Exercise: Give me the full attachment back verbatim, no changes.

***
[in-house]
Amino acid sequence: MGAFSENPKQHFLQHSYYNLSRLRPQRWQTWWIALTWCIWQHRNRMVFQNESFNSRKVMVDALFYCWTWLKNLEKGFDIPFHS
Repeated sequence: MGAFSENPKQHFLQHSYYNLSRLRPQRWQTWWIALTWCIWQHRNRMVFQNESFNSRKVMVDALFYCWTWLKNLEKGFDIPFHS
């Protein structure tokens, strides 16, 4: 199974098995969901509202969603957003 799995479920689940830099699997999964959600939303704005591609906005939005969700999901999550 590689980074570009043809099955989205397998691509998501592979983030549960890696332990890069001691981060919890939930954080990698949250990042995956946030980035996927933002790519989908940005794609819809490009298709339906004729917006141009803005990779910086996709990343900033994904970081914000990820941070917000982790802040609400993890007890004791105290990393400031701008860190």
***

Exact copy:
[in-house]
Amino acid sequence: MGAFSENPKQHFLQHSYYNLSRLRPQRWQTWWIALTWCIWQHRNRMVFQNESFNSRKVMVDALFYCWTWLKNLEKGFDIPFHS
Repeated sequence: MGAFSENPKQHFLQHSYYNLSRLRPQRWQTWWIALTWCIWQHRNRMVFQNESFNSRKVMVDALFYCWTWLKNLEKGFDIPFHS
């Protein structure tokens, strides 16, 4: 199974098995969901509202969603957003 799995479920689940830099699997999964959600939303704005591609906005939005969700999901999550 590689980074570009043809099955989205397998691509998501592979983030549960890696332990890069001691981060919890939930954080990698949250990042995956946030980035996927933002790519989908940005794609819809490009298709339906004729917006141009803005990779910086996709990343900033994904970081914000990820941070917000982790802040609400993890007890004791105290990393400031701008860190």